Admission tickets and short rail rides can be purchased at the outside booth.
“Working on the railroad was rarely romantic or glamorous,” the museum further advises. “Mostly it was hard work-grimy, noisy, greasy, and occasionally dangerous. Today, mechanics still labor to repair and maintain steam locomotives and rolling stock at this site, with tools and methods virtually unchanged since the 1930s.
“The National Park Service has retained the industrial working character of this historic Delaware, Lackawanna, and Western Railroad yard to present the Steamtown visitor a realistic portrayal of steam-era railroading.”
A pass through the Visitor Center affords access to the outside turntable and the many exhibit buildings surrounding it.
At 90 feet in length, the turntable itself, representative of the type used after 1900, served as the hub of the roundhouse complex, its tracks, like spokes, radiating to each engine stall. As locomotives returned for service, they negotiated a narrow, dual-track passage, at which time a control cab positioned operator rotated the turntable bridge so that it aligned with the assigned stall.
Entering head first, the locomotive, still pulling its tender, moved into it, ensuring that its smokestack remained below the ceiling flues.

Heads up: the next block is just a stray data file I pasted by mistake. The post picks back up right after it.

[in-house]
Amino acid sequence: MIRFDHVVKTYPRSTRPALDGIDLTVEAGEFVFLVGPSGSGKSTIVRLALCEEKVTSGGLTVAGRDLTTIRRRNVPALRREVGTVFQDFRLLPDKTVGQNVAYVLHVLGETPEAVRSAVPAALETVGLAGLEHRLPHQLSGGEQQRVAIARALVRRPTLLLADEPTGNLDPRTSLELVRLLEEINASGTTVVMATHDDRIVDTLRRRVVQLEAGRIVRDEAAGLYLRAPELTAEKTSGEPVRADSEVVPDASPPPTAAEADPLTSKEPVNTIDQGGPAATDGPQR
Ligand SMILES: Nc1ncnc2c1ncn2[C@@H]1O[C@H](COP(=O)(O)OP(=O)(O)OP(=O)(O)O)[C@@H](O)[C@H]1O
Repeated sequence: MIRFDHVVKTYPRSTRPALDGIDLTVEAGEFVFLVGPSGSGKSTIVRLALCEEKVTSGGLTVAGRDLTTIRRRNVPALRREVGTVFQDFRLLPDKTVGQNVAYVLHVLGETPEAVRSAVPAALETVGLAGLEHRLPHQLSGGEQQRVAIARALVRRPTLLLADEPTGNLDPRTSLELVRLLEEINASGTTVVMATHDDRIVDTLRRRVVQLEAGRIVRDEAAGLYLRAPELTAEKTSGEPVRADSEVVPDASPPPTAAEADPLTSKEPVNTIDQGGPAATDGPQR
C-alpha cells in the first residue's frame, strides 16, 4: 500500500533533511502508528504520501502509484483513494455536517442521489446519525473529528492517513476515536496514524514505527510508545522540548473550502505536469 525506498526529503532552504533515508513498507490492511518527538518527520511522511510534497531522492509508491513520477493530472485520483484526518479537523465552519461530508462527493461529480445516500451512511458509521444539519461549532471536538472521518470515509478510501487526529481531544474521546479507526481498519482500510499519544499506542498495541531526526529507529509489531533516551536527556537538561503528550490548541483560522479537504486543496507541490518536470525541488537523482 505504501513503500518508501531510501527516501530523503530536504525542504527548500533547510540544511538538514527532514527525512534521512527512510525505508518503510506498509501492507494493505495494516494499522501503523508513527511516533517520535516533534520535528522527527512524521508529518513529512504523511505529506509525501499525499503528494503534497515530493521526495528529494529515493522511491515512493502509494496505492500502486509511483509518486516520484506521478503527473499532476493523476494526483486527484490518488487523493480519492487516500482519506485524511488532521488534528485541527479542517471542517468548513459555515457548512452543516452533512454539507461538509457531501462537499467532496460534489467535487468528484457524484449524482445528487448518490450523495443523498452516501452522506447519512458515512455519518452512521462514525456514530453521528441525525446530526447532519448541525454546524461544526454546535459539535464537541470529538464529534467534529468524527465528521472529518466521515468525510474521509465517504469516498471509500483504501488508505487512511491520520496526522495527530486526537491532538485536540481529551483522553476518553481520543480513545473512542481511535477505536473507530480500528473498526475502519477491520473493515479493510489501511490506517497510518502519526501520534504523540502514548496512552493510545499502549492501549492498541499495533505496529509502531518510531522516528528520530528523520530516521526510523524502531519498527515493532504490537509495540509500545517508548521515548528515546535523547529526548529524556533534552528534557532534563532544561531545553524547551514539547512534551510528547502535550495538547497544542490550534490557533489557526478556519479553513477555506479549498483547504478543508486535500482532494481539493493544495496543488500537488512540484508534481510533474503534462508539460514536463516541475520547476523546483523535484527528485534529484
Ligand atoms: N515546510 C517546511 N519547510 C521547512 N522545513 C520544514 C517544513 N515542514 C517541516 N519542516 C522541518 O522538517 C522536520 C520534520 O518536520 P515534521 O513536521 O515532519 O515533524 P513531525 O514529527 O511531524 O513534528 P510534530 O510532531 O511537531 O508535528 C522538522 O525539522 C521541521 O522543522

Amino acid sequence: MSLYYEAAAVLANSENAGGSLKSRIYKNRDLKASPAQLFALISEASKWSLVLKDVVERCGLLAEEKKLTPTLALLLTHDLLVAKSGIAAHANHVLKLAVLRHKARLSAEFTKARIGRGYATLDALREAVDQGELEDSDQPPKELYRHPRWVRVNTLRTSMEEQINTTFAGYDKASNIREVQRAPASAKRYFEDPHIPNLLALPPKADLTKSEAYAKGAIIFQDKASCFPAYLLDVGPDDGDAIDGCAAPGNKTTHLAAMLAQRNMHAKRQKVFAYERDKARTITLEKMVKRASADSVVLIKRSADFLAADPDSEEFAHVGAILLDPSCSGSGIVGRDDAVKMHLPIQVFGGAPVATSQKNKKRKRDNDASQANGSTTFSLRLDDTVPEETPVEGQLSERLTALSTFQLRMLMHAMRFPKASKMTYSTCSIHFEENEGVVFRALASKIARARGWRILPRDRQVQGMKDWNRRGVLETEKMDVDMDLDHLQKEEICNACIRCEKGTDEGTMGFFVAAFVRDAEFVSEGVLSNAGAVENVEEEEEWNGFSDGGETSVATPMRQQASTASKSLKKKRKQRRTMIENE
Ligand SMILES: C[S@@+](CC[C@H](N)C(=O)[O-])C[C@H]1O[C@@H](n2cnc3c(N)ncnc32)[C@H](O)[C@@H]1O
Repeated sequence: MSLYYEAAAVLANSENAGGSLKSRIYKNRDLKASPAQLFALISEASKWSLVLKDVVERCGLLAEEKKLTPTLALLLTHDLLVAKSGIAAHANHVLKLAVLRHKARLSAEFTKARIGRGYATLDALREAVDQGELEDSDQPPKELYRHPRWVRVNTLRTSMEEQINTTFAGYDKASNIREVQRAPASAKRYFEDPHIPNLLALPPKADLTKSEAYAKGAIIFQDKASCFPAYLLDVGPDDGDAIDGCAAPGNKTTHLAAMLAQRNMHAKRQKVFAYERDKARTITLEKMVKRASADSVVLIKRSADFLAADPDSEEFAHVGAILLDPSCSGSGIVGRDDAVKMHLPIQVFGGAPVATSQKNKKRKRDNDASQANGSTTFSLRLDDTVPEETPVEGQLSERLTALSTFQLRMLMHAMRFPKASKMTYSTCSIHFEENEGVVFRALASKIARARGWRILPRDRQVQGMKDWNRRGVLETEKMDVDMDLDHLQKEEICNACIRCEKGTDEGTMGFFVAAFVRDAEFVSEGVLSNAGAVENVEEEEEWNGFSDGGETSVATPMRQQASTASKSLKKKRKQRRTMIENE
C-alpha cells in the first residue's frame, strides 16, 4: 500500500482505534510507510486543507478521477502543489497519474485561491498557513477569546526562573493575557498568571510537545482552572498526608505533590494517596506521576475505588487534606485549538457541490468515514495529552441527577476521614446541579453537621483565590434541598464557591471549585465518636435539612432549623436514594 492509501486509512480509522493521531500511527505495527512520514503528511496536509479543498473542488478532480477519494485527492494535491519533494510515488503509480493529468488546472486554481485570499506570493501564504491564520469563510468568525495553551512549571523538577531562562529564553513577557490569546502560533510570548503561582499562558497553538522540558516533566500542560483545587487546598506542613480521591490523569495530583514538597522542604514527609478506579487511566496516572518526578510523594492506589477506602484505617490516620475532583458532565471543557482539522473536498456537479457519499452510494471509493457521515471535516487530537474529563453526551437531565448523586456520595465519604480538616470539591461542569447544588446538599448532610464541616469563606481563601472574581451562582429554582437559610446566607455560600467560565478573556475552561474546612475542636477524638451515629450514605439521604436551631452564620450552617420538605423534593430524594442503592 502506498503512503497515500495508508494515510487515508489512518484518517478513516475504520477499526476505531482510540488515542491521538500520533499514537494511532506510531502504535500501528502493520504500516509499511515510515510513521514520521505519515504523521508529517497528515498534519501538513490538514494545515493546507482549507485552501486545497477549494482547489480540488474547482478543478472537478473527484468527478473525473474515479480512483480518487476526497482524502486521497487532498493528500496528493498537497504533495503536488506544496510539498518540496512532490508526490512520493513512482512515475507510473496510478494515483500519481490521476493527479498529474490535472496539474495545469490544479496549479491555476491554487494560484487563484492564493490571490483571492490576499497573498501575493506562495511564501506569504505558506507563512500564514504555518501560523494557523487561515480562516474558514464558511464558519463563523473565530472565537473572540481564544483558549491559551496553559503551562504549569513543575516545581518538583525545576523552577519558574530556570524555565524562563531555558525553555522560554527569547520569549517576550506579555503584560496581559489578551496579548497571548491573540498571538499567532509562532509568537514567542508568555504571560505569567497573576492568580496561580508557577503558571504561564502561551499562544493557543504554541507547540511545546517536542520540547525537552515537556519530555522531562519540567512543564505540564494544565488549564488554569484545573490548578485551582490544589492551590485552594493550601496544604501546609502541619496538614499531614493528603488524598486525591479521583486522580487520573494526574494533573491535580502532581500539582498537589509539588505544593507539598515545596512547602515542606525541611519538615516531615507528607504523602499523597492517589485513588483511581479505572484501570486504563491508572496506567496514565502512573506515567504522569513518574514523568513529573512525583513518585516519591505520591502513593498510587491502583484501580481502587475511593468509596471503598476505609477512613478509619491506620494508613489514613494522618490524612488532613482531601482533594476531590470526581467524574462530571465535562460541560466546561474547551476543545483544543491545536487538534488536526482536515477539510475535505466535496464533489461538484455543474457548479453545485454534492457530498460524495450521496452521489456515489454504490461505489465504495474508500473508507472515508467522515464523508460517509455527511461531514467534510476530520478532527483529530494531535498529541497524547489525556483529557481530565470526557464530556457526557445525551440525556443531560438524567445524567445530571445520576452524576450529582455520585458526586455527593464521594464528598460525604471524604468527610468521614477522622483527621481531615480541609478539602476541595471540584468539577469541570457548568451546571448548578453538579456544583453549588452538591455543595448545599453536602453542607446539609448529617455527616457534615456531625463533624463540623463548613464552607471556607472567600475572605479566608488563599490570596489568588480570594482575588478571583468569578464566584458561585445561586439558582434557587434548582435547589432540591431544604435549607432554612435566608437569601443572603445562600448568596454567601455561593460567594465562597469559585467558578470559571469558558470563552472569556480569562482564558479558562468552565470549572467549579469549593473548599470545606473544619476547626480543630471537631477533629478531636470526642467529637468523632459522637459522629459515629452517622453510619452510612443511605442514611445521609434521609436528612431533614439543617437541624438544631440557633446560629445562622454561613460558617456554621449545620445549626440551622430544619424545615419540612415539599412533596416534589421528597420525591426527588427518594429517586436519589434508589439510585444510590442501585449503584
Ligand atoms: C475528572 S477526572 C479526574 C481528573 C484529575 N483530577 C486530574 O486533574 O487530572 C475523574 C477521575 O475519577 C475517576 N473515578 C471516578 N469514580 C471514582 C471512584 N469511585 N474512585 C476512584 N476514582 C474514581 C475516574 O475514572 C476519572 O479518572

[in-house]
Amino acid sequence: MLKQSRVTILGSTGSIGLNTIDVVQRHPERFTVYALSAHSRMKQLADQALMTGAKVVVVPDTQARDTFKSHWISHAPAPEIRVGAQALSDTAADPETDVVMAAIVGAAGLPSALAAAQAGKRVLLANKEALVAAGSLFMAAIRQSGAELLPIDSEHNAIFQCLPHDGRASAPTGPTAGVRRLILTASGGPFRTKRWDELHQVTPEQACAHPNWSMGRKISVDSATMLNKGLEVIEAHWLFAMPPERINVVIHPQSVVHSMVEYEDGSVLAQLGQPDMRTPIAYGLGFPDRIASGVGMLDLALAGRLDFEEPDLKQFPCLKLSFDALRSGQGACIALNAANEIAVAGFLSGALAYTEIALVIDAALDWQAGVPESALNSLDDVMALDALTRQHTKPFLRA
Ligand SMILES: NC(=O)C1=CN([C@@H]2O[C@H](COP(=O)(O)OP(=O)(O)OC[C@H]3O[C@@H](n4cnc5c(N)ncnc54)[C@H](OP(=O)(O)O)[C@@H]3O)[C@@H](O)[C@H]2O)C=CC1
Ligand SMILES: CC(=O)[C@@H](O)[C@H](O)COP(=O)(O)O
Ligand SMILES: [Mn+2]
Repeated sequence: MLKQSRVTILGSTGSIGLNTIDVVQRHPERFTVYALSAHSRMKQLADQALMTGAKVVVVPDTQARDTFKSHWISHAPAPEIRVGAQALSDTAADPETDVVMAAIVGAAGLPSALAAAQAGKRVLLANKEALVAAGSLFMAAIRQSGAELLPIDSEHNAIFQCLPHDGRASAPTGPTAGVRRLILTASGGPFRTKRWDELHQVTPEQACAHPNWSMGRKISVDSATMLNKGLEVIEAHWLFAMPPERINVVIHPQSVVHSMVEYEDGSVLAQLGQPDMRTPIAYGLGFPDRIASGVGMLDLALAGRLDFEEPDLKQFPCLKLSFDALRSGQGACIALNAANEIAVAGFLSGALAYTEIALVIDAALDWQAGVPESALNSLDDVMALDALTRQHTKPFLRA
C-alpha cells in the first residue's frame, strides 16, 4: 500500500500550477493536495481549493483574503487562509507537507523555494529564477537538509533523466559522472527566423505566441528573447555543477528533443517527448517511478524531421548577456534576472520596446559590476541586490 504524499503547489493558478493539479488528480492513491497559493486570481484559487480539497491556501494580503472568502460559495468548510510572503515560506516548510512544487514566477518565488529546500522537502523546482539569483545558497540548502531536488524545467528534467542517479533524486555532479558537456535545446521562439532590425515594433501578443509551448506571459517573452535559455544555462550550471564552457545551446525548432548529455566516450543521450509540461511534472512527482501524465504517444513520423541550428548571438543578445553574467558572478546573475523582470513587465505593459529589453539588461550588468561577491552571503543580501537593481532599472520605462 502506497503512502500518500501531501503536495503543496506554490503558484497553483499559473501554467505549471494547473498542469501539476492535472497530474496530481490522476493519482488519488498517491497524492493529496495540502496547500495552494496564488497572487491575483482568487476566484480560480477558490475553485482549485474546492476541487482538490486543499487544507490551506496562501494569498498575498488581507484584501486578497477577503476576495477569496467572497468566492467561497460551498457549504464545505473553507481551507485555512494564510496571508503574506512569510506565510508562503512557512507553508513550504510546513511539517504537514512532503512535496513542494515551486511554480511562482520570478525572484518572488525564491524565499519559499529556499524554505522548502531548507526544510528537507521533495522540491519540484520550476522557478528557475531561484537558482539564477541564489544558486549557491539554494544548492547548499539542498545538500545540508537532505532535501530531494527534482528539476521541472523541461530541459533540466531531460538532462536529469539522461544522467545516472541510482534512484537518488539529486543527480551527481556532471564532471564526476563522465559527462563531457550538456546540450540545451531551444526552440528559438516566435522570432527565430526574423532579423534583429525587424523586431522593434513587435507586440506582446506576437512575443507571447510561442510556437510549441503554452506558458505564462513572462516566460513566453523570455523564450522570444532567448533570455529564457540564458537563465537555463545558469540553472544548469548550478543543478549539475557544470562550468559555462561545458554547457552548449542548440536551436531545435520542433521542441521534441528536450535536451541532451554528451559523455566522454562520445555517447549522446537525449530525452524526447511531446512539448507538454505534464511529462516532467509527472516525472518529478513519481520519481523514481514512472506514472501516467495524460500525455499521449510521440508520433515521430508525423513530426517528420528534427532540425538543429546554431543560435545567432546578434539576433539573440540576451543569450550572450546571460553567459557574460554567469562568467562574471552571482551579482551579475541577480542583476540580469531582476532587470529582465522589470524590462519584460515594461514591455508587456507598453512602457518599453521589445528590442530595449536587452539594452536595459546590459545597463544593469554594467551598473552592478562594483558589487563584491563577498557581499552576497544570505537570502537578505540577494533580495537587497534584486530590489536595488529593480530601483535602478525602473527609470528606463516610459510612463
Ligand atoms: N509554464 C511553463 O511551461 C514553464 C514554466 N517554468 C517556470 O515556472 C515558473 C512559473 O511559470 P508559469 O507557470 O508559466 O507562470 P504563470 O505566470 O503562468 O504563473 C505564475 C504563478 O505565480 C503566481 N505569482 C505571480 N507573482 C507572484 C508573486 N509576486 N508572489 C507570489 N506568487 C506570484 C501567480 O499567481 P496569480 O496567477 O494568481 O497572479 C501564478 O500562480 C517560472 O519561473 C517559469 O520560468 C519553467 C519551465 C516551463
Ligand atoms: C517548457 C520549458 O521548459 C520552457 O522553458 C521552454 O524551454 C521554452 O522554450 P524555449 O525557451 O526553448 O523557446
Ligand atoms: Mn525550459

The process was reversed when it was scheduled to leave.
On display here is an Illinois Central Railroad engine, number 790. Constructed by the American Locomotive Company in 1903 and featuring a 2-8-0 wheel configuration, it hauled freight from Tennessee. It was not retired until the 1950s.
The 18-minute “Steel and Steam” film offers a good introduction to the site.
The first display building, in counterclockwise direction, is the History Museum, whose exhibits highlight the evolution of steam railroading in the United States from 1850, depicting early railroads, associated life, and their relationship to labor, business, and the government, along with a timeline that illustrates Delaware, Lackawanna, and Western milestones from the early-19th to the mid-20th centuries.
Artificial waterways, according to the exhibits, provided practical alternatives to the then high cost of turnpike construction. In 1816, DeWiit Clinton persuaded the New York State legislature to charter the Erie Canal from Albany on the Hudson River to Buffalo on Lake Erie, creating an important and profitable east-to-west transportation route and spurring the development of similar eastern canal systems. It was some time before tracks replaced waterways.
Although railroads may be traced to ancient Roman road carts, design of true trains, which employed flanged, wooden rails and wheels, did not begin until the 16th and 17th centuries to carry coal from the mines in Germany’s Ruhr Valley.
Refinement of small, low pressure steam engines, used to pump water from those very mines, served as the threshold to early steam locomotive development, the first of which, taking form in 1804, plied rails in Pen-y-Darren, Whales.
The visitor can absorb the sights and sounds of passenger steam railroading in the ticket window provisioned waiting room, in which the puffs of smoke, the ring of bells, and the clack of tracks can be heard.